Hoverfly can then act as a “surrogate” for the external service, returning a matched response for every request it received (simulate mode). This is useful if you want to create a portable, self-contained version of an external service to develop and test against.

This could allow you to get around the problem of rate-limiting (which can be frustrating when working with a public API) You can write Hoverfly extensions to manipulate the data in pre-recorded responses, or to simulate network latency.

You could work while offline, or you could speed up your workflow by replacing a slow dependency with a fast Hoverfly “surrogate”.

Creating simulated services for use in a testing or development.

In some cases, the external service you want to simulate might not exist yet. You can create service simulations by writing service data JSON files. This is in line with the principle of design by contract development. Service data files can be created by each developer, then stored in a Git repository. Other developers can then import the service data directly from the repository URL, providing them with a Hoverfly “surrogate” to work with. Instead of writing a service data file, you could write a “middleware” script for Hoverfly that generates a response “on the fly”, based on the request it receives (synthesize mode). More information on this use-case is available here: Synthetic service example Easy API simulation with the Hoverfly JUnit rule Proceed to the “Modes” and middleware section to understand how Hoverfly is used in these contexts.

Modes and middleware

Hoverfly modes

Hoverfly has four modes. Detailed guides on how to use these modes are available in the Usage section.

Capture mode

hoverpy intro image3

In this mode, Hoverfly acts as a proxy between the client application and the external service. It transparently intercepts and stores outgoing requests from the client and matching incoming responses from the external service. This is how you capture real traffic for use in development or testing.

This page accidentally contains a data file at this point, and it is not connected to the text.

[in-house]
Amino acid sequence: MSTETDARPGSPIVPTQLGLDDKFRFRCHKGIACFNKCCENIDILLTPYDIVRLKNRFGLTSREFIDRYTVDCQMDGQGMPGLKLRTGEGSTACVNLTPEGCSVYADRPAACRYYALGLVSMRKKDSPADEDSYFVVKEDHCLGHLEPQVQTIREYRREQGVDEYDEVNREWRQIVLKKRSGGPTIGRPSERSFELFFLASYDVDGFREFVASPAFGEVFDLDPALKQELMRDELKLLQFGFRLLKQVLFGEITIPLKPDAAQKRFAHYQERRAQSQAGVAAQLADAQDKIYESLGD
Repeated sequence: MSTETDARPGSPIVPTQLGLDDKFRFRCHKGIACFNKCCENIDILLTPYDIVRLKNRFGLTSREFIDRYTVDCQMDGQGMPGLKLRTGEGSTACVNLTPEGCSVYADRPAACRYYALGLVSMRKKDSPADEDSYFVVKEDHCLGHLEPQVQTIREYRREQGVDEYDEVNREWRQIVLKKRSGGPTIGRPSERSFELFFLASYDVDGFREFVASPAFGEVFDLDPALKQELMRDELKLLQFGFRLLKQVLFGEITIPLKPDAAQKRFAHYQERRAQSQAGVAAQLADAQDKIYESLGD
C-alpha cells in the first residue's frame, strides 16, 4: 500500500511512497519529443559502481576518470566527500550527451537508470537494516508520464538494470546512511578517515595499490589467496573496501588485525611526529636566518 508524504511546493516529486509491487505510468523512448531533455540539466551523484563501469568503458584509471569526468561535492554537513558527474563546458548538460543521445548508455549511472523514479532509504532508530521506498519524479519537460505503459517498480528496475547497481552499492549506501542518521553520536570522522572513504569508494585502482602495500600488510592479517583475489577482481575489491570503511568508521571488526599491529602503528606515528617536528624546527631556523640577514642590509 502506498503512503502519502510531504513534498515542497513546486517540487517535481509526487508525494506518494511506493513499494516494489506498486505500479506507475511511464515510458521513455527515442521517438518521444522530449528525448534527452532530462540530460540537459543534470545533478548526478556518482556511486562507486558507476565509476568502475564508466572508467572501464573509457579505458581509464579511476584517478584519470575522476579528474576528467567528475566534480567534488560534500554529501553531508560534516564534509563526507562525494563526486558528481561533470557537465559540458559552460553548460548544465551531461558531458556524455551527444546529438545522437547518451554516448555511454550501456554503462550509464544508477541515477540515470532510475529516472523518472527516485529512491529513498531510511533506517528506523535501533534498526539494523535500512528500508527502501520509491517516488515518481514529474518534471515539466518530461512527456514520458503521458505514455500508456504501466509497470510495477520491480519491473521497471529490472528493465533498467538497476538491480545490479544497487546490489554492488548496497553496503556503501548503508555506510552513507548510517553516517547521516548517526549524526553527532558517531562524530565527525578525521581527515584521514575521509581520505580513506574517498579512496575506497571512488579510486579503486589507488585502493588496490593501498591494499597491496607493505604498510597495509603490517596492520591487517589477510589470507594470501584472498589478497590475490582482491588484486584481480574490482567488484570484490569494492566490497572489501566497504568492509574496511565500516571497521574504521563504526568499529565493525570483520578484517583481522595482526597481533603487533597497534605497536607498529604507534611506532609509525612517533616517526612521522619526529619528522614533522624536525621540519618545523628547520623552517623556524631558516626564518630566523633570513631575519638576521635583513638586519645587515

Simulate mode

hoverpy intro image4

In this mode, Hoverfly uses either previously captured traffic, or imported service data files to mimic the external service. This is useful if you are developing or testing an application that needs to talk to an external service that you don’t have reliable access to. You can use the Hoverfly “surrogate” instead of the real service.

Synthesize mode

hoverpy intro image5

In this mode, Hoverfly doesn’t use any stored request/response pairs. Instead, it generates responses to incoming requests on the fly and returns them to the client. This mode is dependent on middleware (see below) to generate the responses.

This is useful if you can’t (or don’t want to) capture real traffic, or if you don’t want to write service data files.

Modify mode

hoverpy intro image6

In this mode, Hoverfly passes requests through from to the server, and passes the responses back. However, it also executes middleware on the requests and responses. This is useful for all kinds of things such as manipulating the data in requests and/or responses on the fly.


Middleware can be written in any language, as long as that language is supported by the Hoverfly host. For example, you could write middleware in Go, Python or JavaScript (if you have Go, Python or NodeJS installed on the Hoverfly host, respectively).

Middleware is applied to the requests and/or the responses depending on the mode:

  • Capture Mode: middleware affects only outgoing requests
  • Simulate Mode: middleware affects only responses (cache contents remain untouched)
  • Synthesize Mode: middleware creates responses
  • Modify Mode: middleware affects requests and responses
  • Middleware can be used to do many useful things, such as simulating network latency or failure, rate limits or controlling data in requests and responses.

A detailed guide on how to use middleware is available in the Usage section.